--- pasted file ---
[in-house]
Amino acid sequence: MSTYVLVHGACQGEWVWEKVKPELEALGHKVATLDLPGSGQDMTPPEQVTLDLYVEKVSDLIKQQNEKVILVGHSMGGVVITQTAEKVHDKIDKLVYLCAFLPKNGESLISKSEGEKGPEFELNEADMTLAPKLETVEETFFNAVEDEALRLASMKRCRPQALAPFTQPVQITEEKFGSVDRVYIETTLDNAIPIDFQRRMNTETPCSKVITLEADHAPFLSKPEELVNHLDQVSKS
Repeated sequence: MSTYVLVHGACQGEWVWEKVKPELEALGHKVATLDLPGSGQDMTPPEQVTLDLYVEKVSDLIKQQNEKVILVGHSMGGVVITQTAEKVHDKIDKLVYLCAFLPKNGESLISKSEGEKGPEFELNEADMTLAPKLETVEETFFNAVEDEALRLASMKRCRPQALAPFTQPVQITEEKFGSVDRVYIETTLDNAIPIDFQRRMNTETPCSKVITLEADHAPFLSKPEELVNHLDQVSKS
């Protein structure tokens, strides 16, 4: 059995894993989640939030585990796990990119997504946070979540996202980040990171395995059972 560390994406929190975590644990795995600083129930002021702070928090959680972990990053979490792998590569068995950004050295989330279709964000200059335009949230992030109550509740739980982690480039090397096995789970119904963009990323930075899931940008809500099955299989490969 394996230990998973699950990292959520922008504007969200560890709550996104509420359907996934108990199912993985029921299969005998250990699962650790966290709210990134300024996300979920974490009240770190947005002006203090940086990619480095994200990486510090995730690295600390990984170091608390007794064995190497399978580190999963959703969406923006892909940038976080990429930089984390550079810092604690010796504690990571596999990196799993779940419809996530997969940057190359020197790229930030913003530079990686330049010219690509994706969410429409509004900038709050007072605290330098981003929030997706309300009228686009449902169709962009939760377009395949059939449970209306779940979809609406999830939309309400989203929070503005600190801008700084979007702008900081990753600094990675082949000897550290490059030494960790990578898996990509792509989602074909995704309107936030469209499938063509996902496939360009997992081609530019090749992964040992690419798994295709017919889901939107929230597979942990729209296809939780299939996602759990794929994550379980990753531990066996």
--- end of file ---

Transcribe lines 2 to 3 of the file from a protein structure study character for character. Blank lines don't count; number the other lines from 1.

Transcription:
Amino acid sequence: MSTYVLVHGACQGEWVWEKVKPELEALGHKVATLDLPGSGQDMTPPEQVTLDLYVEKVSDLIKQQNEKVILVGHSMGGVVITQTAEKVHDKIDKLVYLCAFLPKNGESLISKSEGEKGPEFELNEADMTLAPKLETVEETFFNAVEDEALRLASMKRCRPQALAPFTQPVQITEEKFGSVDRVYIETTLDNAIPIDFQRRMNTETPCSKVITLEADHAPFLSKPEELVNHLDQVSKS
Repeated sequence: MSTYVLVHGACQGEWVWEKVKPELEALGHKVATLDLPGSGQDMTPPEQVTLDLYVEKVSDLIKQQNEKVILVGHSMGGVVITQTAEKVHDKIDKLVYLCAFLPKNGESLISKSEGEKGPEFELNEADMTLAPKLETVEETFFNAVEDEALRLASMKRCRPQALAPFTQPVQITEEKFGSVDRVYIETTLDNAIPIDFQRRMNTETPCSKVITLEADHAPFLSKPEELVNHLDQVSKS